Shift Tense to Resolve Conflict
How can you improve conflict resolution? Do you find yourself stuck in conflicts or arguments that go nowhere fast? You know the ones, where the longer you argue, the more you spiral down. If you don’t know the secret of conflict resolution, you can literally spend a lifetime butting heads and locking horns. If you know the secret, then you can recognize situations and quickly get unstuck.
What’s the secret of conflict resolution? … Shifting tense. Rather than focus on the past or the present, shift to the future. The future is choice and opportunity. In Thank You for Arguing: What Aristotle, Lincoln, and Homer Simpson Can Teach Us About the Art of Persuasion , Jay Heinrichs writes about resolving conflict more effectively by shifting tense.
Past, Present, Future
The past is about assigning blame. The present is about values. The future is about choice:
- Past = Blame
- Present = Values
- Future = Choice
Example of Blame, Values, Future
Heinrichs uses an example to make the point. Imagine a scenario where a couple is in their living room, reading books and listening to music. In response to her request, “Can you turn that down a little?” , he can respond with blame, values or choice:
- Blame: You’re the one who set the volume last.
- Values: So that’s what this is about. You hate my music.
- Choice: Sure, I’d be happy to. But is the music too loud, or do you want me to play something else?
Forensic, Demonstrative, and Deliberative
According to Heinrichs, Aristotle thought tenses were so important that he assigned a whole branch of rhetoric to each one:
- Forensic (past-tense) rhetoric threatens punishment.
- Demonstrative (present-tense) rhetoric tends to finish with people bonding or separating.
- Deliberative (future-tense) argument promises a payoff.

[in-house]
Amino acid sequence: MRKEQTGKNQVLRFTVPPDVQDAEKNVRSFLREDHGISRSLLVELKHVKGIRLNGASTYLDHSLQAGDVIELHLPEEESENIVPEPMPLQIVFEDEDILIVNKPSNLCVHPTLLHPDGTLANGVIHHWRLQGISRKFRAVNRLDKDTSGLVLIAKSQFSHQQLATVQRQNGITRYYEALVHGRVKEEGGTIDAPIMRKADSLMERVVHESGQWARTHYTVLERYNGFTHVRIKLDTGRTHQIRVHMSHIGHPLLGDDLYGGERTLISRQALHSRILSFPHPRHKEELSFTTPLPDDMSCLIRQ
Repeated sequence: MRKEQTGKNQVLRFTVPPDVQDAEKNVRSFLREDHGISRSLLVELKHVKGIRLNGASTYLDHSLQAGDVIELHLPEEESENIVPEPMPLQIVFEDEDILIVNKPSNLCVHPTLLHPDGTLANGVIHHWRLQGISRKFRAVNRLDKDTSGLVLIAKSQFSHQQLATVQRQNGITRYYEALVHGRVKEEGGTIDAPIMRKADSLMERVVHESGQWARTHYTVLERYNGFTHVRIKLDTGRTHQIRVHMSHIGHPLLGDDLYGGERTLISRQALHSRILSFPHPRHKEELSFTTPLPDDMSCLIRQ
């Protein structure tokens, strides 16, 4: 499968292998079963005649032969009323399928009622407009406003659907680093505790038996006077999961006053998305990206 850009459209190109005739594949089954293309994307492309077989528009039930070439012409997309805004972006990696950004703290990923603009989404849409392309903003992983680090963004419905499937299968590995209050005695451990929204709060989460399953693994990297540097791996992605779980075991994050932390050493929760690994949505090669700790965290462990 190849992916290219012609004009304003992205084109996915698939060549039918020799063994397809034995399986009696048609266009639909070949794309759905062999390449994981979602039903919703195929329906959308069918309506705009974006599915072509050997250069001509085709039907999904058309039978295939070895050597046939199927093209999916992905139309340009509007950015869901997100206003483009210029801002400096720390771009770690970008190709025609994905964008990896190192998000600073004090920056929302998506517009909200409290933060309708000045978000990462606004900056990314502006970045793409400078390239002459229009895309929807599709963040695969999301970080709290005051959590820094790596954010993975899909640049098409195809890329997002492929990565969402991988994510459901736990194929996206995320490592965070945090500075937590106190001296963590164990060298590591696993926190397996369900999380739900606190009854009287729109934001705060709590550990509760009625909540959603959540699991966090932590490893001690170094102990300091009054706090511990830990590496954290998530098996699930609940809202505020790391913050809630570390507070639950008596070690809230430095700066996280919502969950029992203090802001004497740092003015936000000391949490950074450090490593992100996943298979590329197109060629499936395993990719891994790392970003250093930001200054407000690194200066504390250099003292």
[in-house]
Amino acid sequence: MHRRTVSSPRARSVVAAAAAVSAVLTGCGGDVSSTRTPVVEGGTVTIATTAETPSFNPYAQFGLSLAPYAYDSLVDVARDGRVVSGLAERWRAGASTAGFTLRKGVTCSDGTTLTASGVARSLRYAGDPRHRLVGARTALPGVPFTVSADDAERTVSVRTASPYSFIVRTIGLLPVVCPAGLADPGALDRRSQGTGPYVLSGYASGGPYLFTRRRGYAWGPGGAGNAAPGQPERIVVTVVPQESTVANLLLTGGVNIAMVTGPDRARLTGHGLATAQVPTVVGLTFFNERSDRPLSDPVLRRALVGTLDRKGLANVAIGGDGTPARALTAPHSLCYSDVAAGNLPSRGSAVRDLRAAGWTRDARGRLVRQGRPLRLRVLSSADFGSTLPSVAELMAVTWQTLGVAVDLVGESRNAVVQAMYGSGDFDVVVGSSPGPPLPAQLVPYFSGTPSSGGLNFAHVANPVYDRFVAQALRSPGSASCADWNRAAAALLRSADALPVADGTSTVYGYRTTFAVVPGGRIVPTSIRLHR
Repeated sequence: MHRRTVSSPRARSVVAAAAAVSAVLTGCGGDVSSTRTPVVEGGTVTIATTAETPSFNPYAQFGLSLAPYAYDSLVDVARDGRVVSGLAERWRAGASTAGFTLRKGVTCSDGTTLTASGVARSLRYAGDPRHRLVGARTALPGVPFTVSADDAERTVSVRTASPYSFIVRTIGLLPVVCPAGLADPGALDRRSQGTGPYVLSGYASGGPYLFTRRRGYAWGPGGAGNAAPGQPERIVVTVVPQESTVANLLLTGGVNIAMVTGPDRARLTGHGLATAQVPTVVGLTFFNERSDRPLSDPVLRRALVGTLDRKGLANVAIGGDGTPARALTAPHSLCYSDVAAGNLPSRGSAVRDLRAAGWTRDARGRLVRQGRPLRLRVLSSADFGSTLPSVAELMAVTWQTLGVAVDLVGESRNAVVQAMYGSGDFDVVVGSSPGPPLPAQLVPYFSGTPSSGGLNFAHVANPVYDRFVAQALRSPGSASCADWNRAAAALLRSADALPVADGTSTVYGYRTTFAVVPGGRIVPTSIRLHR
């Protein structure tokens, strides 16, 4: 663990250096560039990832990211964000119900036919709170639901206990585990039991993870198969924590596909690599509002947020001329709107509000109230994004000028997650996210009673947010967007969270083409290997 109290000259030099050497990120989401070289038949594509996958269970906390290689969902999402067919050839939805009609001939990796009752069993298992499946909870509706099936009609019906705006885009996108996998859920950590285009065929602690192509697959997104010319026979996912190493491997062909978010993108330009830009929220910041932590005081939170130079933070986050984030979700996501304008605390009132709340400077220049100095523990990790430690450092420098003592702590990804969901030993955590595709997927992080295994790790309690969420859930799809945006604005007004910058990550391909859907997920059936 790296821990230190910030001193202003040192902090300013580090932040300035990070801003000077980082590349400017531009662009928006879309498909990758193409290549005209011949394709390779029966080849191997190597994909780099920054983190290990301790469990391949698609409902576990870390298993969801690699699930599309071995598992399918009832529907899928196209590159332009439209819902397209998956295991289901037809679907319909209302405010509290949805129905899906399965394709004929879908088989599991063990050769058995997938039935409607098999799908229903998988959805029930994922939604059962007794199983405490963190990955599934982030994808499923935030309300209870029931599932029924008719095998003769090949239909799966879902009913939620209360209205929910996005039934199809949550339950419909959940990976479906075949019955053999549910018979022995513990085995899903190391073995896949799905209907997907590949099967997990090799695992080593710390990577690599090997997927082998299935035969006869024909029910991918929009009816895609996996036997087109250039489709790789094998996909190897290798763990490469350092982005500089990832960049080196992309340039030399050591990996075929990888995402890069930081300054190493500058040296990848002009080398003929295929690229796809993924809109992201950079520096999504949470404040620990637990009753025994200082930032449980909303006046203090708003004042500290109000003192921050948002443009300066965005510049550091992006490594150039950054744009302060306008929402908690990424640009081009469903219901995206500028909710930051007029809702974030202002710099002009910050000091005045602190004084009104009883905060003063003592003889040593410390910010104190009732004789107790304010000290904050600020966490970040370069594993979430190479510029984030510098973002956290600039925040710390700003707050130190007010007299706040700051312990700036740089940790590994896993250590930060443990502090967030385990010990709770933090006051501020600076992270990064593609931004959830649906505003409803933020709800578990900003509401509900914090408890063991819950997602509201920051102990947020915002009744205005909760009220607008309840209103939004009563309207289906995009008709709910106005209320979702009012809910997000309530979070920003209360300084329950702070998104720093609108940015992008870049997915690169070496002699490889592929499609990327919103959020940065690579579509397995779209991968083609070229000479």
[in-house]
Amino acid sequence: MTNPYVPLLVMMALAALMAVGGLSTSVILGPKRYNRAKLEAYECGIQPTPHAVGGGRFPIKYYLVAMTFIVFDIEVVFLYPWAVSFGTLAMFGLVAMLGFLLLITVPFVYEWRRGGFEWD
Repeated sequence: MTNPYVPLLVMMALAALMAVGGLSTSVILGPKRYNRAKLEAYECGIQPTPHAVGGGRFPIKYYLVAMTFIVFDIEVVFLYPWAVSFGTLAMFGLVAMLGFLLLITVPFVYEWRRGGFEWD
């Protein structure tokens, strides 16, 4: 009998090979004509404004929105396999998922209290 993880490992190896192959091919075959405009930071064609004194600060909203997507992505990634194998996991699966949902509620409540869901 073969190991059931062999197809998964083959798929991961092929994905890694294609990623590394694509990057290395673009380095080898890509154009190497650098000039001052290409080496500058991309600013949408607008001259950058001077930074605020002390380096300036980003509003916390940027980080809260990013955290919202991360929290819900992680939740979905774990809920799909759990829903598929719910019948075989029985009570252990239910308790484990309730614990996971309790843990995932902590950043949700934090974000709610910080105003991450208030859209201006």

The past tense is good for whodunits and for courts of law. The present tense is good for describing people who meet a community’s ideals or fail to live up to them. The future is good for making joint decisions. The future skips right and wrong, good and bad, in favor of expedience.
Switch Tense to the Future
Heinrichs suggest switching tense if you find yourself stuck:
If you find an argument spinning out of control, try switching the tense. To pin blame on the cheese thief, use the past tense. To get someone to believe that abortion is a terrible sin, use the present tense. The future, though, is the best tense for getting peace and quiet in the living room.
I think this is as simple as asking a solution-focused question. For example, “What’s the solution?” … or “How can we solve this?”
Focus on the Future
Rather than get stuck on right or wrong, or good or bad, you can shift to the future. Heinrichs writes:
We expect our arguments to accomplish something. You want a debate to settle an issue, with everyone walking away in agreement – with you. This is hard to achieve if no one can get beyond who is right or wrong, good or bad. Why do so many arguments end up in accusation and name-calling? The answer may seem silly, but it’s crucial: most arguments take place in the wrong tense. Choose the right tense. If you want your audience to make a choice, focus on the future. Tenses are so important that Aristotle assigned a whole branch of rhetoric to each one.
To put this in practice, at work rather than ask somebody “why are you late?,” I ask them “how can you show up on time?” This moves the argument from blame to opportunity.
Control the Issue
Do you want the issue to be about blame, values or choice. Don’t get stuck in blame game or fighting over values. The most productive arguments focus on choice. Heinrichs writes:
Do you want to fix blame? Define who meets or abuses your common values? Or get your audience to make a choice? The most productive arguments use choice as their central issue. Don’t let a debate swerve heedlessly into values or guilt. Keep it focused on choices that solve a problem to your audience’s (and your) advantage.
Control the Clock
Use tense as your friend. To move the ball forward, shift gears to the future. Heinrichs writes:
Keep your argument in the right tense. In a debate over choices, make sure it turns to the future.
The point here is that if you are aware of the tense that you’re in, you can shift it deliberately to be more effective.
Key Take Aways
Here’s my key take aways:
- Many arguments that fail take place in the wrong tense.
- Past is blame, present is values, future is choice.
- Focus on the future for more productive arguments.
My Related Posts
- Agree, Build, and Compare
- Overcoming Resistance with Entanglement Strategies
- Framing Compelling Arguments
- Refuse the Sucker’s Choice